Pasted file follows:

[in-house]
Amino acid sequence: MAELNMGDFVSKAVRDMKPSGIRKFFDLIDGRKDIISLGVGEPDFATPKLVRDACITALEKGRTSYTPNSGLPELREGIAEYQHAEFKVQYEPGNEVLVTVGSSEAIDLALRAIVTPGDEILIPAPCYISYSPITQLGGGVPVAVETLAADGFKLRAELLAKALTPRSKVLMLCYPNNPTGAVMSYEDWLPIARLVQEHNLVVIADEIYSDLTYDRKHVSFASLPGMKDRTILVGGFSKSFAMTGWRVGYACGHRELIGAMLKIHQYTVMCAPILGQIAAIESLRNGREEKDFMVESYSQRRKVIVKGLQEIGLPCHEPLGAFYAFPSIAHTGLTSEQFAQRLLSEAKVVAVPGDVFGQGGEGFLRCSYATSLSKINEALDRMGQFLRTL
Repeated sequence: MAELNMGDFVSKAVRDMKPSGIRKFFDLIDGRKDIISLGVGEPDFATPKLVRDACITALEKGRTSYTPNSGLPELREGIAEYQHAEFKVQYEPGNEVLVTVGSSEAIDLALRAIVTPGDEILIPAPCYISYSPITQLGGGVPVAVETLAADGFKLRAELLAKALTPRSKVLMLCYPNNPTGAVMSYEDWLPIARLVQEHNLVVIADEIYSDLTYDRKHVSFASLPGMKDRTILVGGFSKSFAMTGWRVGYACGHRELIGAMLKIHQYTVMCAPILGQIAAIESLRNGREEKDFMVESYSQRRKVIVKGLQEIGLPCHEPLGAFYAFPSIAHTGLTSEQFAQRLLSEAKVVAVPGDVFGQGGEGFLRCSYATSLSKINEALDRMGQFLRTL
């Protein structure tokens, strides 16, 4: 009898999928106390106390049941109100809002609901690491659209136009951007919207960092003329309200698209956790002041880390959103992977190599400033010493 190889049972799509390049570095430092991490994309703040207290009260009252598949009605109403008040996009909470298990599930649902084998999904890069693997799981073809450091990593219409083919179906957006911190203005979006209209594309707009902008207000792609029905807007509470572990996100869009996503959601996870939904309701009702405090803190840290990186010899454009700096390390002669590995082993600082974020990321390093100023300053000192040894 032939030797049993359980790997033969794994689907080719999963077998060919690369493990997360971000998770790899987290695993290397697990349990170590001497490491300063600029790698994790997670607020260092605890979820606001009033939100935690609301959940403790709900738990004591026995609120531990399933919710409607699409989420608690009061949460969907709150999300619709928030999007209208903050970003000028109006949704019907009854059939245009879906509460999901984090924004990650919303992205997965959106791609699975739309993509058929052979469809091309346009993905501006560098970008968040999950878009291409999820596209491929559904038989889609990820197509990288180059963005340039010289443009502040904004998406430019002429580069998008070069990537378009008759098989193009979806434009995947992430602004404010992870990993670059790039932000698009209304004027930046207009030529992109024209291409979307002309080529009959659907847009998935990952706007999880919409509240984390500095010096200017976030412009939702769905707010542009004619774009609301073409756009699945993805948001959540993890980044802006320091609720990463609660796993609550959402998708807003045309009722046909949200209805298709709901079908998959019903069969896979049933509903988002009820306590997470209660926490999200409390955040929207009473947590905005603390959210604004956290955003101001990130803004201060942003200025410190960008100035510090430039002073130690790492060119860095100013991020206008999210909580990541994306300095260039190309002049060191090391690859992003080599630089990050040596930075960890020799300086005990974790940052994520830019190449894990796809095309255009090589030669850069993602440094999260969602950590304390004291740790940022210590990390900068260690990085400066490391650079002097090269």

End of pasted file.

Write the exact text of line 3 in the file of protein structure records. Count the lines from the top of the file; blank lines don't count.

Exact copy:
Repeated sequence: MAELNMGDFVSKAVRDMKPSGIRKFFDLIDGRKDIISLGVGEPDFATPKLVRDACITALEKGRTSYTPNSGLPELREGIAEYQHAEFKVQYEPGNEVLVTVGSSEAIDLALRAIVTPGDEILIPAPCYISYSPITQLGGGVPVAVETLAADGFKLRAELLAKALTPRSKVLMLCYPNNPTGAVMSYEDWLPIARLVQEHNLVVIADEIYSDLTYDRKHVSFASLPGMKDRTILVGGFSKSFAMTGWRVGYACGHRELIGAMLKIHQYTVMCAPILGQIAAIESLRNGREEKDFMVESYSQRRKVIVKGLQEIGLPCHEPLGAFYAFPSIAHTGLTSEQFAQRLLSEAKVVAVPGDVFGQGGEGFLRCSYATSLSKINEALDRMGQFLRTL